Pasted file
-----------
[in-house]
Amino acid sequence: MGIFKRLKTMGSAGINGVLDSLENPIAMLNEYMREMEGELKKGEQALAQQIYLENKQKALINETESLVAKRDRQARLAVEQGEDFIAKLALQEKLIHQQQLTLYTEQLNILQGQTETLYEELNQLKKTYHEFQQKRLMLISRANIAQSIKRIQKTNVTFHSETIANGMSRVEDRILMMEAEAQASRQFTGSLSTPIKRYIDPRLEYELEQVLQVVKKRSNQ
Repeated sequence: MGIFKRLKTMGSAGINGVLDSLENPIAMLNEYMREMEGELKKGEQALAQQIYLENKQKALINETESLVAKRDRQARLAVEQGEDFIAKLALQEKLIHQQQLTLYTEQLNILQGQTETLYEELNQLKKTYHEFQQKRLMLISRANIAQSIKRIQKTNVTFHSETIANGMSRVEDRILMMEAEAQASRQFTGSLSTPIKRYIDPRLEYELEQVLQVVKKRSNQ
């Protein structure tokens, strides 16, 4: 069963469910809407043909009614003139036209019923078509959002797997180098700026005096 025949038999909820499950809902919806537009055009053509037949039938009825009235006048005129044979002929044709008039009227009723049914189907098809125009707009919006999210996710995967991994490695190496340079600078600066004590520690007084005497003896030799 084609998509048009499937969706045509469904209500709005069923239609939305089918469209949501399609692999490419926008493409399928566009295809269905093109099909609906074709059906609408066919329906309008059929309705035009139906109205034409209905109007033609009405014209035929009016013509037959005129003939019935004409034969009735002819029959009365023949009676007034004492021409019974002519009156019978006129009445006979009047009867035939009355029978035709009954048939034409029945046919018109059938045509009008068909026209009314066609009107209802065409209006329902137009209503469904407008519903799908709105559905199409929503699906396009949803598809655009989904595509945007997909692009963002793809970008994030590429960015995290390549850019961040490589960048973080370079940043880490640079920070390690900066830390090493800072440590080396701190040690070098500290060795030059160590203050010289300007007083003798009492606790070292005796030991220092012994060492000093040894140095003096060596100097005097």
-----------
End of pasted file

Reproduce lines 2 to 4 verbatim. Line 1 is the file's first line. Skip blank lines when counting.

Amino acid sequence: MGIFKRLKTMGSAGINGVLDSLENPIAMLNEYMREMEGELKKGEQALAQQIYLENKQKALINETESLVAKRDRQARLAVEQGEDFIAKLALQEKLIHQQQLTLYTEQLNILQGQTETLYEELNQLKKTYHEFQQKRLMLISRANIAQSIKRIQKTNVTFHSETIANGMSRVEDRILMMEAEAQASRQFTGSLSTPIKRYIDPRLEYELEQVLQVVKKRSNQ
Repeated sequence: MGIFKRLKTMGSAGINGVLDSLENPIAMLNEYMREMEGELKKGEQALAQQIYLENKQKALINETESLVAKRDRQARLAVEQGEDFIAKLALQEKLIHQQQLTLYTEQLNILQGQTETLYEELNQLKKTYHEFQQKRLMLISRANIAQSIKRIQKTNVTFHSETIANGMSRVEDRILMMEAEAQASRQFTGSLSTPIKRYIDPRLEYELEQVLQVVKKRSNQ
């Protein structure tokens, strides 16, 4: 069963469910809407043909009614003139036209019923078509959002797997180098700026005096 025949038999909820499950809902919806537009055009053509037949039938009825009235006048005129044979002929044709008039009227009723049914189907098809125009707009919006999210996710995967991994490695190496340079600078600066004590520690007084005497003896030799 084609998509048009499937969706045509469904209500709005069923239609939305089918469209949501399609692999490419926008493409399928566009295809269905093109099909609906074709059906609408066919329906309008059929309705035009139906109205034409209905109007033609009405014209035929009016013509037959005129003939019935004409034969009735002819029959009365023949009676007034004492021409019974002519009156019978006129009445006979009047009867035939009355029978035709009954048939034409029945046919018109059938045509009008068909026209009314066609009107209802065409209006329902137009209503469904407008519903799908709105559905199409929503699906396009949803598809655009989904595509945007997909692009963002793809970008994030590429960015995290390549850019961040490589960048973080370079940043880490640079920070390690900066830390090493800072440590080396701190040690070098500290060795030059160590203050010289300007007083003798009492606790070292005796030991220092012994060492000093040894140095003096060596100097005097």